From the beginning, many critics have said using a referendum as the final word to take Britain out of the European Union just wasn’t cricket, as the Brits say.
Now a high court decision agreeing with those critics may have given what’s often called the mother of Parliaments a perfect opportunity not only to reverse what may have been a disastrous move for the country’s finances, but also to lead the world away from the brink of an anti-foreign, anti-trade debacle.
If the court decision stands — the government has said it will appeal — there is no guarantee that Parliament will vote to reverse what those in favour of Brexit have called the popular will as shown in a popular vote.
But as I and many others pointed out at the time of the Brexit debate, there are some very good reasons in a parliamentary democracy not to accept referendums as the final word in settling national controversies.
The foundation of the parliamentary system in Britain, and in the many countries including Canada that have adopted it, is one of representative democracy. We don’t vote on single issues.
We vote for members of our community whom we trust to examine issues in all their complexity before making their decisions. We expect them to take responsibility for those decisions and live with them for the rest of their political careers.
That is completely different from an anonymous secret ballot on a single divisive issue during an overheated and emotional referendum campaign.
As we are seeing in the U.S. presidential election, it is shockingly easy for unscrupulous politicians to drive voters into what may be an irrational frenzy on issues that really will not solve their problems.
As in the Brexit campaign, while many economists would disagree, both Democrat Hillary Clinton and Republican Donald Trump have blamed foreigners and trade for America’s troubles.
Immediately after the Brexit referendum vote, those who had campaigned to leave Europe were forced to admit some of their most passionate arguments were falsehoods.
In a glaring example as reported in the right-of-centre Daily Telegraph, Brexit campaigner Nigel Farage admitted after the vote that it was untrue a Brexit would allow £350 million a week to be transferred from Europe to the British medicare system, the NHS.
“The pledge was central to the official Vote Leave campaign and was controversially emblazoned on the side of the bus which shuttled [Conservative Party Brexit campaigners] Boris Johnson and Michael Gove around the country,” the Telegraph reported.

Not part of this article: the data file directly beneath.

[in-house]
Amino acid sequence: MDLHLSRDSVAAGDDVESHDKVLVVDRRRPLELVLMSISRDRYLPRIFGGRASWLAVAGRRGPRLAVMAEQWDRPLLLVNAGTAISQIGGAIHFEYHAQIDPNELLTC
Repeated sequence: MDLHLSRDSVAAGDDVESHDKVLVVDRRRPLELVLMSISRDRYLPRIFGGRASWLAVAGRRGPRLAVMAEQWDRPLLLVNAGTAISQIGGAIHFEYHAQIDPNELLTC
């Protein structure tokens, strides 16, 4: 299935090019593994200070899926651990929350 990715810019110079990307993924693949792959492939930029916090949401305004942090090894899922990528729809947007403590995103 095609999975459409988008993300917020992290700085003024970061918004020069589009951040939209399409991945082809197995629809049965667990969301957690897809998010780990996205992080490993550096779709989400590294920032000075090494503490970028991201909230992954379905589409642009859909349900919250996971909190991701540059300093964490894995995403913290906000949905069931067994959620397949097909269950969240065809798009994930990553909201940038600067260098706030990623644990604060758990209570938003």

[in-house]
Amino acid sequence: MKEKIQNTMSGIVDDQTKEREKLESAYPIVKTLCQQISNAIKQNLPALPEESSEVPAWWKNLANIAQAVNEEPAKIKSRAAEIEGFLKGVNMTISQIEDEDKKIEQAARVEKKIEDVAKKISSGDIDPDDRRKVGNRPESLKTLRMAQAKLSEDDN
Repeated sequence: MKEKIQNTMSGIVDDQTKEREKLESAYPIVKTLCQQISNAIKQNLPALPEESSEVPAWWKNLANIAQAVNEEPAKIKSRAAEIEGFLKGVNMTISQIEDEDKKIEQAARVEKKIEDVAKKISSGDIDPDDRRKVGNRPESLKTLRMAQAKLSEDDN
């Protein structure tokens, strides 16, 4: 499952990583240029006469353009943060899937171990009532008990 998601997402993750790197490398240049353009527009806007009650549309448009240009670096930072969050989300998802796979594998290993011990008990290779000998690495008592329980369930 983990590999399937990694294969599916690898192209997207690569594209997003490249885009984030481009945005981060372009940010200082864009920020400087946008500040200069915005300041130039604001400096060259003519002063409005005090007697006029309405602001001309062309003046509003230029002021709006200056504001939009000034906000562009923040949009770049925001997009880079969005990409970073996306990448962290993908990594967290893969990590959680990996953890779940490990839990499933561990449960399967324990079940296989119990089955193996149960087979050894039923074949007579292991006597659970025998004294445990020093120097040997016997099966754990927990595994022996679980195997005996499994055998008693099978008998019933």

The hot button anger against immigrants was hottest in parts of Britain where there was very little immigration at all.
I must confess to a personal interest in the matter. The value of my small pension from a few years at the BBC is now even smaller as the pound has plunged against world currencies.
Perhaps, as Johnson said this week using a slightly worrying term, the post-Brexit economy will eventually be a “titanic success,” and by the time I begin collecting my BBC pension it will be as valuable as a sunken treasure.
But as much as I may have been affected by the Brexit vote, ordinary Britons with their savings and future income denominated in pounds have been affected much, much more. For them, almost everything is now more expensive.
Their dominance in European finance is threatened. While some manufacturers are pleased by the low pound, European businesses are reconsidering the location of their headquarters.
Right after the referendum many of those who voted Leave said they had only done it to warn the government, thinking, as polls and even bookies had been saying, the Brexit side would never win.
“I would go back to the polling station and vote to stay simply because this morning the reality is hitting in,” said one pro-Brexit voter.
It would be reasonable to think that a new referendum today would have a different result.
This is one of the problems with referendums. Unlike even the hottest parliamentary debate, referendums reflect a single feverish instant, like murder or suicide, done in a moment’s passion and, in the case of murder at least, long regretted.
Perhaps the worst thing about the Brexit debate was that it tapped into a vein of paranoid anti-foreignism that seems to be spreading around the world, tied up to a resurgence of nationalism, that George Orwell called ”power-hunger tempered by self-deception.”
It may be that even with the deception and feverish anger stripped away, parliamentarians will decide that Brexit still is best for Britain.
But maybe after careful consideration, they’ll decide that they do not want to associate their names forever with wrenching Britain out of Europe, pretending that foreigners, and not British national policy, are to blame for inequality and public anger.
And if Prime Minister Theresa May doesn’t like the result, she can go to the people again. Not with a referendum but with a parliamentary election.
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